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Green investments: Just fashion or trend for the future

Investors should be careful with green papers and funds – these are typical immature market instruments.

There are times in the market when you can make money very quickly, even though fundamentally nothing has changed in the economy. A clear example: March – April of last year, when thanks to the coronavirus the situation gave investors the opportunity to get excellent returns, on a short, 6-9-month horizon.

Today, however, everything about the topic of renewable energy and ESG investment paradoxically looks exactly the opposite. Yes, undoubtedly it is an important and interesting story in the long term, but it is quite difficult to make money on this phenomenon now, in June 2021, on a 2-3 quarter time horizon.

Why invest in green technology

Why is green energy not just a fashion, but a long-term trend? Because due to a number of fundamental factors, the topic of climate change and responsible treatment of the planet has gone from being interesting only for a loud-voiced minority to becoming mainstream. As a classicist would say, this idea has taken hold of the masses and become a material force. Moreover, it has become an element of global competition. Those countries that were able to find the right tools and ways to address this topic will have a serious, decades-long advantage in international economic competition.

At the International Climate Summit in late April, the major economies made generous promises. Let’s see what we should expect. America has promised to reach zero net CO₂ emissions by 2050 and reduce its greenhouse gas emissions by 50-52% by 2030. Europe promises to reach net-zero by 2050 and reduce emissions by 55% from 1990 levels by 2030, tightening its previous pledge by 15%. Japan: no-zero by 2050. The three major economic players have already made commitments.

What about China? The largest emitter of pollutants is promising no-zero by 2030 (which is less than nine years away). (which is less than nine years away) to peak and start reducing, with the prospect of becoming net-zero by 2060. Given the rapid growth of the Chinese economy, this is a serious promise; however, China may now be preparing an even more ambitious program, which it will unveil in November at the International Climate Conference in Glasgow.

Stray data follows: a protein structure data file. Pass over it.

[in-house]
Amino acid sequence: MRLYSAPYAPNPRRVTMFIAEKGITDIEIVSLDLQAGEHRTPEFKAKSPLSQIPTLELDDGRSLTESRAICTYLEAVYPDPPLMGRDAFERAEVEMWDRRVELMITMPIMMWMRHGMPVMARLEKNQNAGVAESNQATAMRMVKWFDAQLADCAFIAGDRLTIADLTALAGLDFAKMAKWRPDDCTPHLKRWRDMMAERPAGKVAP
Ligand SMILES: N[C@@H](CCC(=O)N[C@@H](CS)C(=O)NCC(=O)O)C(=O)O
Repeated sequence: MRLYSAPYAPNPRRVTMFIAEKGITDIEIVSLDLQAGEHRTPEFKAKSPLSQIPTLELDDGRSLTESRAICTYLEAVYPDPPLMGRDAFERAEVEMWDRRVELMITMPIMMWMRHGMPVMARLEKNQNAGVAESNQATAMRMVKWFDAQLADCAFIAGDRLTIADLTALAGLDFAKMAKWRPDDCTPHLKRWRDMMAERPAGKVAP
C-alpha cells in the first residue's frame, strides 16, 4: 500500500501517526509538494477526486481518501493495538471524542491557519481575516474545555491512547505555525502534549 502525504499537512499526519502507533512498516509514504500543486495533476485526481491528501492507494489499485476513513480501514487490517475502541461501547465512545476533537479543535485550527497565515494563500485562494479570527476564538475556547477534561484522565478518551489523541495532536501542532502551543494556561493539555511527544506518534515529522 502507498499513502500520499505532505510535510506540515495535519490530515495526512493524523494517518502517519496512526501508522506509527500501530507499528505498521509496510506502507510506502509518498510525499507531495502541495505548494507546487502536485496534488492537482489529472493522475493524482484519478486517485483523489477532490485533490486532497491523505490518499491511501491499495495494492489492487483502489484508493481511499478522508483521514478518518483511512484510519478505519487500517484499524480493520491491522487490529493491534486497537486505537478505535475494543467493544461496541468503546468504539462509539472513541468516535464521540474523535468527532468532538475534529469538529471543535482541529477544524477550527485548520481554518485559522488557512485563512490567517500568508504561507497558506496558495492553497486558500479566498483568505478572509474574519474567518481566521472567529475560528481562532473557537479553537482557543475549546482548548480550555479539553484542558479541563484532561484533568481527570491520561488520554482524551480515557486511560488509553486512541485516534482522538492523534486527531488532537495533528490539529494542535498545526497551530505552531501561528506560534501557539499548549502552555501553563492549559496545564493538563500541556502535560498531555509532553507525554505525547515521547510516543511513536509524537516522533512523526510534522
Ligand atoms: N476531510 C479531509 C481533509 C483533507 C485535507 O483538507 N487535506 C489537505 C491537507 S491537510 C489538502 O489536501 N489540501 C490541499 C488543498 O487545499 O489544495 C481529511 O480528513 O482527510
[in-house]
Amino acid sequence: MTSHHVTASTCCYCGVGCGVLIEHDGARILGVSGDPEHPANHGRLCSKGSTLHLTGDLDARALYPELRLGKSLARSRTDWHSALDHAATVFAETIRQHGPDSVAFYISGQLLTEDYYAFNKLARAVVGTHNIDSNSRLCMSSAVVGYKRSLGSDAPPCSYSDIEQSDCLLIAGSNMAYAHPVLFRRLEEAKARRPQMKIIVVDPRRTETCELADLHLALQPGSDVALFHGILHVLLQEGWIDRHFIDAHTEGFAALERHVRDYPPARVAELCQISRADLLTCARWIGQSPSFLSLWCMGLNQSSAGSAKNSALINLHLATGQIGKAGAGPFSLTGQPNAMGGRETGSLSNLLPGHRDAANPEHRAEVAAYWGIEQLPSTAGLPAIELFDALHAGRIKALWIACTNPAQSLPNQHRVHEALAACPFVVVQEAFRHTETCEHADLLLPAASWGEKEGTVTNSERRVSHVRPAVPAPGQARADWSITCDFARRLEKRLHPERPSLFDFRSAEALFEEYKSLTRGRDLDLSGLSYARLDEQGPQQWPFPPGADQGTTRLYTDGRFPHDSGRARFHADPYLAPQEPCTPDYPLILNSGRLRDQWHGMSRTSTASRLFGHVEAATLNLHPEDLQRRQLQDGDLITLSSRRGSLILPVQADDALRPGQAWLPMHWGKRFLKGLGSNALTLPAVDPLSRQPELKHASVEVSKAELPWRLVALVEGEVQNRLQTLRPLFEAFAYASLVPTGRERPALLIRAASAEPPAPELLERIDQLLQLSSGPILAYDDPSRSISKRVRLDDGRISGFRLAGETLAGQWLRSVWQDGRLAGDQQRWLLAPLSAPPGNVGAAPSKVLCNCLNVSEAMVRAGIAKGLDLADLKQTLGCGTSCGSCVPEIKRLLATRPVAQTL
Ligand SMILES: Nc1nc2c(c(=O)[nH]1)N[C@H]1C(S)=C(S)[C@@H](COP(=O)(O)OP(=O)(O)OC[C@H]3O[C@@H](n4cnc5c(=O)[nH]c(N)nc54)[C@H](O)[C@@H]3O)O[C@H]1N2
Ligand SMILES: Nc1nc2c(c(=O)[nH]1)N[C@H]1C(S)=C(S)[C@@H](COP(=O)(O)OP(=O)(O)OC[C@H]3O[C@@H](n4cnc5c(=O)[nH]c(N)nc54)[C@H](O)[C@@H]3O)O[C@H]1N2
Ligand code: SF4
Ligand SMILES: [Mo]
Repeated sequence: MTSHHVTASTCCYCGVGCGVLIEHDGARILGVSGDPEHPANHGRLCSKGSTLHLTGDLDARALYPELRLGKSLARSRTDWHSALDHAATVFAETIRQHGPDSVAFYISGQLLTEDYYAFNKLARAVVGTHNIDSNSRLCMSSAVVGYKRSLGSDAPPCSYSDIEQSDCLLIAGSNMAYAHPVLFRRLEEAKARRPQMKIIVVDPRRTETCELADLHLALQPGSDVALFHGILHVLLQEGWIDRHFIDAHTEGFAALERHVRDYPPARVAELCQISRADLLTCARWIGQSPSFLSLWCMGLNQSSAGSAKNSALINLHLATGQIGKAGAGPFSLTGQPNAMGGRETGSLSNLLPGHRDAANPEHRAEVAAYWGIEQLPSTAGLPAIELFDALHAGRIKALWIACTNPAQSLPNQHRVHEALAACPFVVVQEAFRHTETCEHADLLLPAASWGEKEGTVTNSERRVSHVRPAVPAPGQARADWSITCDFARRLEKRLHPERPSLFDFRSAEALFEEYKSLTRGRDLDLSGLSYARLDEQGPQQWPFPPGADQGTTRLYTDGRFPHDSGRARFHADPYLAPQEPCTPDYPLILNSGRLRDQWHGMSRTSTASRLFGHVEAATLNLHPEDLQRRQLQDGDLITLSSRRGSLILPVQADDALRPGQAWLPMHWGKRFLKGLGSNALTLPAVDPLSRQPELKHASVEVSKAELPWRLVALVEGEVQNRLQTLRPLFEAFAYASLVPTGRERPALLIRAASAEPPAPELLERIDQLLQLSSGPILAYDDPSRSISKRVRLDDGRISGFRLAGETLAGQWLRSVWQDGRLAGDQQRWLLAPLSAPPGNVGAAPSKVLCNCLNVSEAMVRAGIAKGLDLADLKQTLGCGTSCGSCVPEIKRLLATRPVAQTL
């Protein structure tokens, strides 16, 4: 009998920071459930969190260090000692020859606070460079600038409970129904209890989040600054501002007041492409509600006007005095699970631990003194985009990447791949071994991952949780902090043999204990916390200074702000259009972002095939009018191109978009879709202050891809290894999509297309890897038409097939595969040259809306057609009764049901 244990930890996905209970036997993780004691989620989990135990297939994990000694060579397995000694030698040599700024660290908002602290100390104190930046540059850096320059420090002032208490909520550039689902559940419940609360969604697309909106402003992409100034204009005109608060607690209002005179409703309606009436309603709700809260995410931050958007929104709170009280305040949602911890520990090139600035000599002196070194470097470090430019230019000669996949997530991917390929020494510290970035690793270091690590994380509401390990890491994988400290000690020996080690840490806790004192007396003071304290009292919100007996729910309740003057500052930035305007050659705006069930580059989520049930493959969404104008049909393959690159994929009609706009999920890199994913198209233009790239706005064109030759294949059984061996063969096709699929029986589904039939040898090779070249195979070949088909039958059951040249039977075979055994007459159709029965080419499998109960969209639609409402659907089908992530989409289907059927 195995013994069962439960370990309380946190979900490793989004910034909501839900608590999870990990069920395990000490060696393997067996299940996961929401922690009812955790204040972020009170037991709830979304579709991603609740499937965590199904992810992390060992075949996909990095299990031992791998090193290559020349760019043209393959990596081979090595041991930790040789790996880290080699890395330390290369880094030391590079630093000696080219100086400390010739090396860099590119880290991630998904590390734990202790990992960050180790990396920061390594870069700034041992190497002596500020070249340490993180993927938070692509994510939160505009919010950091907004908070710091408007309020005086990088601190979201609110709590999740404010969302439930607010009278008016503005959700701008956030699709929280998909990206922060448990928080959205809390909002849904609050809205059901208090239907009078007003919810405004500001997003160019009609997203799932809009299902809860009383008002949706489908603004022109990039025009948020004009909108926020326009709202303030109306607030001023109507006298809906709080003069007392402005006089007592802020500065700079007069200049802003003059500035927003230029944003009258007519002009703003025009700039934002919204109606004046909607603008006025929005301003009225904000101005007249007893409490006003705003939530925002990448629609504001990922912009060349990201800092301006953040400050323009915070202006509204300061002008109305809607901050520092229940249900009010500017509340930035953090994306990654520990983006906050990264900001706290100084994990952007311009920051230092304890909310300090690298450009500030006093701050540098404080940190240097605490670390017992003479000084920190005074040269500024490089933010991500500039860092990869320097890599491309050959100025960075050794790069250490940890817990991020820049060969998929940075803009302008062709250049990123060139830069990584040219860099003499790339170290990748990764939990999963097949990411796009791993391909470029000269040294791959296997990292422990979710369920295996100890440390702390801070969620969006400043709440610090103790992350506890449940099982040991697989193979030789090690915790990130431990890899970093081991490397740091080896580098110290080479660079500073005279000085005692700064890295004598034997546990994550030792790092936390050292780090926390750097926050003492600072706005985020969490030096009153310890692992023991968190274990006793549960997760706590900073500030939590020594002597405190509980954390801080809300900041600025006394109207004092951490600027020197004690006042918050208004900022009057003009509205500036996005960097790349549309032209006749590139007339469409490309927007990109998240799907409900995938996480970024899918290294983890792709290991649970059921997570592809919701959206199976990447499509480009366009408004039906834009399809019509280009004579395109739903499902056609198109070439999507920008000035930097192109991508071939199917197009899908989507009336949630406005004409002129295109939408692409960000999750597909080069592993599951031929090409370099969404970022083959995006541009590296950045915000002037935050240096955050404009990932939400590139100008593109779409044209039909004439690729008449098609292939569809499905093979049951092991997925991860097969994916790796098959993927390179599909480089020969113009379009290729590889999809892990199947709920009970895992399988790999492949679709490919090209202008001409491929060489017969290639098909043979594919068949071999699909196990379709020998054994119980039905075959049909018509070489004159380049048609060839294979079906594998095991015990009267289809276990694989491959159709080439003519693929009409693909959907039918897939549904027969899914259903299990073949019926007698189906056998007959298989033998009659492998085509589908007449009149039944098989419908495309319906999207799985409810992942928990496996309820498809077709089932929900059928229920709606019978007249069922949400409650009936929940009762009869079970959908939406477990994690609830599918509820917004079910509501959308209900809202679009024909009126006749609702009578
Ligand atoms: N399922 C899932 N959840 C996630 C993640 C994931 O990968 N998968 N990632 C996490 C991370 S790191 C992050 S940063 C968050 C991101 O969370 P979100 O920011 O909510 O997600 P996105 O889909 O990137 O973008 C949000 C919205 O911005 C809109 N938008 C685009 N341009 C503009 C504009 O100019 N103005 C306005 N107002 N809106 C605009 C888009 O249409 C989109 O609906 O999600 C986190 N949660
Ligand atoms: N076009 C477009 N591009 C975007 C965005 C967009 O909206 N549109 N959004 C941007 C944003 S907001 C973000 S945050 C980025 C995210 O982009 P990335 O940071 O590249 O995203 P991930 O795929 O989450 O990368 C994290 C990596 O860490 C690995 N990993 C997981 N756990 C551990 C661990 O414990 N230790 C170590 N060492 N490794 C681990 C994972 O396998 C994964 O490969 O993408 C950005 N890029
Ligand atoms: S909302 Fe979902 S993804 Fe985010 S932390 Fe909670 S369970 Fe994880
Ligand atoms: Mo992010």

Moreover, not only in China and Europe but also in the U.S., both regulatory restrictions and fiscal incentives for the green economy are radically increasing after several years of Trumpian sabotage. The former are the compression of emissions limits, and an example of the latter is the same Biden’s $1.9 trillion, eight-year stimulus program, a large “chunk” of which is for renewable energy.

Are green investments new to the market?

The topic of green investments is not new to the market, and a surge in the value of the relevant instruments has already occurred, often even with an overshoot. That’s why you have to be very careful: isn’t the market overheating?

An example is the large iShares Global Clean Energy ETF (ICLN), which has seen a three-year performance of 36.24%. Sounds good, but what if we look at performance over the past three months (we get -7.29%). By comparison, the S&P 500 ETF Trust (SPY) showed a three-year performance of 17.03% and the last three months of 13.15%.

That means that if you had invested in ICLN at the beginning of the year, you would have lost about 13%, and by investing in the S&P 500 you would have gotten an 11% return.

Yes, on a one year horizon the picture is the opposite (76.79% in ICLN vs 33.56% in SPY) but that just confirms the huge volatility.

SPY vs ICLN / Source

One very simple conclusion to draw from this is that green papers and funds are typical instruments of an immature market that lacks information, investors and experience.

They can create interesting value that comes with high risks, suitable only for very experienced investors who can survive such fluctuations. The level of noise and excitement in the market is inadequate, but if you read the market signals correctly, you can make money. However, I repeat – for this you must be a professional investor who knows how to understand the market, calculate your investments and not succumb to stress.

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